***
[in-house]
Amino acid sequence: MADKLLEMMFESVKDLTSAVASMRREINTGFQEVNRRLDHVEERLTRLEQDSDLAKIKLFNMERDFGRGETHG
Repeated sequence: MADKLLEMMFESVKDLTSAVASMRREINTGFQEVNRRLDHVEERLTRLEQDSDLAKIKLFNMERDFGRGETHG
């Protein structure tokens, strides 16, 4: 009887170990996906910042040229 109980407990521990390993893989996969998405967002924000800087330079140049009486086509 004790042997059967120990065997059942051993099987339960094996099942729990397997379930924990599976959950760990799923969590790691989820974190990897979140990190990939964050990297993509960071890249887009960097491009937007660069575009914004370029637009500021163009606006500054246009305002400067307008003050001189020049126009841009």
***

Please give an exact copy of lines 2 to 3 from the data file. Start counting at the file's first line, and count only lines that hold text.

Amino acid sequence: MADKLLEMMFESVKDLTSAVASMRREINTGFQEVNRRLDHVEERLTRLEQDSDLAKIKLFNMERDFGRGETHG
Repeated sequence: MADKLLEMMFESVKDLTSAVASMRREINTGFQEVNRRLDHVEERLTRLEQDSDLAKIKLFNMERDFGRGETHG